Gambling Industry Dominates 2012 Maryland Employment Forecast

New casinos account for 40% of new job announcements

The gambling industry emerged in 2012 as Maryland's top job-generating sector, far outpacing new economy mainstays including bio-tech, cyber-security, information technology and traditional economic engines such as construction and manufacturing.  This conclusion is derived from Change Maryland's analysis of the state's Department of Business and Economic Development year-to-date tally of companies setting up or expanding facilities and the estimated numbers of jobs created.

The state's estimate is derived from gaming facilities slated to open or expand by Lakes Entertainment in Allegany County; the Cordish Companies in Anne Arundel County; and Caeser's Entertainment in Baltimore.  The estimate does not include a new casino slated to open in Prince George's County following the passage of the question seven ballot referendum in November.

"Maryland should not rely on casinos as a crutch to generate jobs," said Change Maryland Chairman Larry Hogan.  "I am deeply concerned that so much attention was focused on casinos this year that elected officials dismissed other productive components of the economy as an afterthought. While I'm glad that some will get jobs as black jack dealers and cocktail servers, the best careers are those that require science,  technology and engineering skills that Maryland educators are working so hard to develop in the classroom."

Combined, the gambling industry is expected to generate 3250 jobs or nearly 40% of the 8500 new jobs announced in 2012.   Other sectors pale in comparison with cyber security expected to generate 2612 jobs, healthcare 379 jobs and manufacturing 334 jobs.  By contrast, such lauded sectors by the O'Malley Administration, most notably green energy, are expected to generate just 110 jobs.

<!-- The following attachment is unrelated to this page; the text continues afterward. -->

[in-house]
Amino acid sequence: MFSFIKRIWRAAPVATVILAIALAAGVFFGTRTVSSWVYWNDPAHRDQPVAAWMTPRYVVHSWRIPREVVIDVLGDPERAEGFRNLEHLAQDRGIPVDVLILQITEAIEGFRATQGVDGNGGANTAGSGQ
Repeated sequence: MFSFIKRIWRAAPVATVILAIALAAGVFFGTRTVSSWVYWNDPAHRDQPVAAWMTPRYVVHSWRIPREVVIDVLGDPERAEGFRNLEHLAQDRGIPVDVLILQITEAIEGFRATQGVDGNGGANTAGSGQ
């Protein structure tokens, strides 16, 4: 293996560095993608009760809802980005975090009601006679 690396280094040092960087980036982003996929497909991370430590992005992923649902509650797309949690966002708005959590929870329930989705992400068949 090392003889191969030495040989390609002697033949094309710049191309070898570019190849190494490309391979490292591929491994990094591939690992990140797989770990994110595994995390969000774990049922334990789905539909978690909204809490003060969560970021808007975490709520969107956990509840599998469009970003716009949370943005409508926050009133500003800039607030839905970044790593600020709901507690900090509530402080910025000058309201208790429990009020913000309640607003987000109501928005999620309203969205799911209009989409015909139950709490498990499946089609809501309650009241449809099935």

"I don't know how Martin O'Malley can say with a straight face that jobs are a priority of this Administration with numbers like these," said Hogan.  "These numbers are lopsided and pitiful."

Maryland and Virginia maintain files that track new and expanding facility announcements.  Virginia's equivalent list shows 13,640 jobs announced in 2012.  Although both states' data is subject to revision, the information is an indicator of future economic performance.  Virginia's list is downloadable in excel format, is up to date as of December 2012 and is searchable by industry sector.

Change Maryland's analysis of DBED's "New and Expanding Businesses"  comes on the heels of dismal economic development results including 6500 small businesses lost between 2007 and 2010, shrinkage of state-based Fortune 500 companies to just three and the loss of companies including Accentia, Bechtel and Northrop Grumman to Virginia.

According to DBED, Maryland's data is gathered on a regular basis from department staff, county economic development officials and published sources.

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